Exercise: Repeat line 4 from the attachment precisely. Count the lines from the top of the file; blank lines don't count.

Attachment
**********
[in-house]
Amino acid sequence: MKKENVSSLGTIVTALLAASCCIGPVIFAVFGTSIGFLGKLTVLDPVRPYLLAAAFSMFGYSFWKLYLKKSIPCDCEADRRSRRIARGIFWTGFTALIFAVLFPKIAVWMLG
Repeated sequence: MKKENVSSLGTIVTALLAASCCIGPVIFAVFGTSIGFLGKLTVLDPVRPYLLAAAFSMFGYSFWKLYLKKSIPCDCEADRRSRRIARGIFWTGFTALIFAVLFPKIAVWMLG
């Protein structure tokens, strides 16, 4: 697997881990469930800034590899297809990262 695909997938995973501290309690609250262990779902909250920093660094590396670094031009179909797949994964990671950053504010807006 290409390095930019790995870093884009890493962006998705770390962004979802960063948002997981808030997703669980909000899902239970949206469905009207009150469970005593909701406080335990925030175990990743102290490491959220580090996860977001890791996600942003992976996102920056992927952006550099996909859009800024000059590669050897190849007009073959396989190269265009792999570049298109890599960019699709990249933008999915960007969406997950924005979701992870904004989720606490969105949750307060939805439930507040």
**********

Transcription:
């Protein structure tokens, strides 16, 4: 697997881990469930800034590899297809990262 695909997938995973501290309690609250262990779902909250920093660094590396670094031009179909797949994964990671950053504010807006 290409390095930019790995870093884009890493962006998705770390962004979802960063948002997981808030997703669980909000899902239970949206469905009207009150469970005593909701406080335990925030175990990743102290490491959220580090996860977001890791996600942003992976996102920056992927952006550099996909859009800024000059590669050897190849007009073959396989190269265009792999570049298109890599960019699709990249933008999915960007969406997950924005979701992870904004989720606490969105949750307060939805439930507040």